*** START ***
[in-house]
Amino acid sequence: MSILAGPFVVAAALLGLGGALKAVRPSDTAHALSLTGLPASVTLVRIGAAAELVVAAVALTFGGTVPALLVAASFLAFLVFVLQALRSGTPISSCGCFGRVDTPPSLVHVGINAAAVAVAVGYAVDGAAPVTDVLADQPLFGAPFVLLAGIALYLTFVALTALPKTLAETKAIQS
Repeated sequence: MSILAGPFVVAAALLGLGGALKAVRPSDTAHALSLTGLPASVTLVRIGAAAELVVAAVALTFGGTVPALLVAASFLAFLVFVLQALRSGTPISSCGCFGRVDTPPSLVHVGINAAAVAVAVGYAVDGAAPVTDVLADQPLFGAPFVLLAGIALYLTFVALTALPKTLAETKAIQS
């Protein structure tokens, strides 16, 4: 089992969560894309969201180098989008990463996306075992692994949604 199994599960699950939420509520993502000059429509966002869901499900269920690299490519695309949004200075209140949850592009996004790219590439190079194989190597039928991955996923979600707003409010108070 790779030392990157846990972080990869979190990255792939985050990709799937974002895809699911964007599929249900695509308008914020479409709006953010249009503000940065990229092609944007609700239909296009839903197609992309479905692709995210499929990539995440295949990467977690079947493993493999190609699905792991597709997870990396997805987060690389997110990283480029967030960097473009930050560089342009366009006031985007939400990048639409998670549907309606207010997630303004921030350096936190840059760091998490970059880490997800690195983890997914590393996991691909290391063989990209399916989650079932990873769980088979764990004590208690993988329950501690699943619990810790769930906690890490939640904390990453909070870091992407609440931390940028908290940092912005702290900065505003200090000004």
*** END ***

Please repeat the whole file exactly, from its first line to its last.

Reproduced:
[in-house]
Amino acid sequence: MSILAGPFVVAAALLGLGGALKAVRPSDTAHALSLTGLPASVTLVRIGAAAELVVAAVALTFGGTVPALLVAASFLAFLVFVLQALRSGTPISSCGCFGRVDTPPSLVHVGINAAAVAVAVGYAVDGAAPVTDVLADQPLFGAPFVLLAGIALYLTFVALTALPKTLAETKAIQS
Repeated sequence: MSILAGPFVVAAALLGLGGALKAVRPSDTAHALSLTGLPASVTLVRIGAAAELVVAAVALTFGGTVPALLVAASFLAFLVFVLQALRSGTPISSCGCFGRVDTPPSLVHVGINAAAVAVAVGYAVDGAAPVTDVLADQPLFGAPFVLLAGIALYLTFVALTALPKTLAETKAIQS
């Protein structure tokens, strides 16, 4: 089992969560894309969201180098989008990463996306075992692994949604 199994599960699950939420509520993502000059429509966002869901499900269920690299490519695309949004200075209140949850592009996004790219590439190079194989190597039928991955996923979600707003409010108070 790779030392990157846990972080990869979190990255792939985050990709799937974002895809699911964007599929249900695509308008914020479409709006953010249009503000940065990229092609944007609700239909296009839903197609992309479905692709995210499929990539995440295949990467977690079947493993493999190609699905792991597709997870990396997805987060690389997110990283480029967030960097473009930050560089342009366009006031985007939400990048639409998670549907309606207010997630303004921030350096936190840059760091998490970059880490997800690195983890997914590393996991691909290391063989990209399916989650079932990873769980088979764990004590208690993988329950501690699943619990810790769930906690890490939640904390990453909070870091992407609440931390940028908290940092912005702290900065505003200090000004």